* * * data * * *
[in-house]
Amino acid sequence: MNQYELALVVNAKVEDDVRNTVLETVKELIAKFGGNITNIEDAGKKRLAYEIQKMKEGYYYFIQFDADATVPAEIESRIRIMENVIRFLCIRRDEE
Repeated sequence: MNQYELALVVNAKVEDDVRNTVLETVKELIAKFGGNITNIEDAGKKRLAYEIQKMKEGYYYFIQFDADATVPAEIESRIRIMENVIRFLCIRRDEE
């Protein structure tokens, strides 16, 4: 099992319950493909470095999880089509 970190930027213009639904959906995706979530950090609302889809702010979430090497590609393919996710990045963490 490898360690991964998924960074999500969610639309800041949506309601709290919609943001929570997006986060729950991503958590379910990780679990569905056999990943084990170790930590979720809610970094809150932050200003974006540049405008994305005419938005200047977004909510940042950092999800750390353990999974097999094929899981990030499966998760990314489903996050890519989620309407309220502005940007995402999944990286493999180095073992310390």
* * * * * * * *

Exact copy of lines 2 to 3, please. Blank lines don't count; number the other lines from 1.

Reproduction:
Amino acid sequence: MNQYELALVVNAKVEDDVRNTVLETVKELIAKFGGNITNIEDAGKKRLAYEIQKMKEGYYYFIQFDADATVPAEIESRIRIMENVIRFLCIRRDEE
Repeated sequence: MNQYELALVVNAKVEDDVRNTVLETVKELIAKFGGNITNIEDAGKKRLAYEIQKMKEGYYYFIQFDADATVPAEIESRIRIMENVIRFLCIRRDEE